View 2bigfeet's profile


65 posts in 3450 days

#6 posted 12-04-2012 02:52 AM

Yep. Got the #3 last year and couldn’t be more pleased. Mine only has maybe a 1/4” turn more backlash than my Lie-Nielsen’s. Not even a issue with me. They’re so close its scary. Meant to get a #6 or a #7 during the sale. When I remembered, I missed it by a day. Guess I’ll wait ‘till it rolls around again.

View Chris Wright's profile

Chris Wright

541 posts in 4252 days

#7 posted 12-05-2012 02:42 AM

I love the V3 planes. I’ve had the opportunity to use most of them and can’t find any fault in them. I’m excited about the new No. 92 shoulder plane they are releasing this month.

-- "At its best, life is completely unpredictable." - Christopher Walken

View bobasaurus's profile


3633 posts in 3955 days

#8 posted 12-05-2012 04:28 AM

That shoulder plane looks fantastic. If I didn’t already have one, I would be all over that.

-- Allen, Colorado (Instagram @bobasaurus_woodworking)

View OggieOglethorpe's profile


1276 posts in 2881 days

#9 posted 12-06-2012 04:13 PM

The WR shoulder plane does look nice, but for an additional $30, I think I’d again spring for the Canadian-made Veritas Medium Shoulder. In addition to being made in a first world facility, the Veritas product also comes with Lee Valley’s fantastic support standing behind it.

View bobasaurus's profile


3633 posts in 3955 days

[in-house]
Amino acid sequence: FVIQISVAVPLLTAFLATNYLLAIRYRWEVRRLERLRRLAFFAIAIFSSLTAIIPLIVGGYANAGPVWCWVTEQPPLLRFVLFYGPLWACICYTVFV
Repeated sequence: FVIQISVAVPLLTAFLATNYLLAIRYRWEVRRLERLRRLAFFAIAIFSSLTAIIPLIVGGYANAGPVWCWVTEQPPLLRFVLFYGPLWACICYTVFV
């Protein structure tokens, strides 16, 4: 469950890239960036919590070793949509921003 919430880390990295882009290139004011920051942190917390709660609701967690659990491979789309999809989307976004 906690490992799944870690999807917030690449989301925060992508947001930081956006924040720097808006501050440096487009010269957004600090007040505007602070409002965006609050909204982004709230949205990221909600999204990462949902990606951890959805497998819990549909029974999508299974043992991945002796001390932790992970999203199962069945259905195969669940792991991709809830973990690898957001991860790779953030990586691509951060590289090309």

#10 posted 12-06-2012 04:30 PM

Yeah, I have the veritas medium shoulder plane now and it’s fantastic. I like this trend of bringing back the old stylized plane designs, though.

-- Allen, Colorado (Instagram @bobasaurus_woodworking)

View HorizontalMike's profile


7873 posts in 3685 days

#11 posted 12-07-2012 12:56 PM

Great review of this #6 WR plane! If I didn’t already have two old #6s and a #7, I would be all over this. I do have a WR #4 and know these are higher quality than some admit to.

-- HorizontalMike -- "Woodpeckers understand..."

View Willeh's profile


228 posts in 3110 days

#12 posted 12-10-2012 11:36 PM

I 100% agree with you on this. My Woodriver #6 is actually my go-to plane, I use it for almost everything, and it performs consistently. I’ve had mine for a little over a year and it has been a joy to use.

Here’s my review

For your difficulty with the lateral adjuster, losen the main screw that holds the lever cap down a hair… you may find that solves your prob.

-- Will, Ontario Canada. "I can do fast, cheap and good, but you can only pick two... "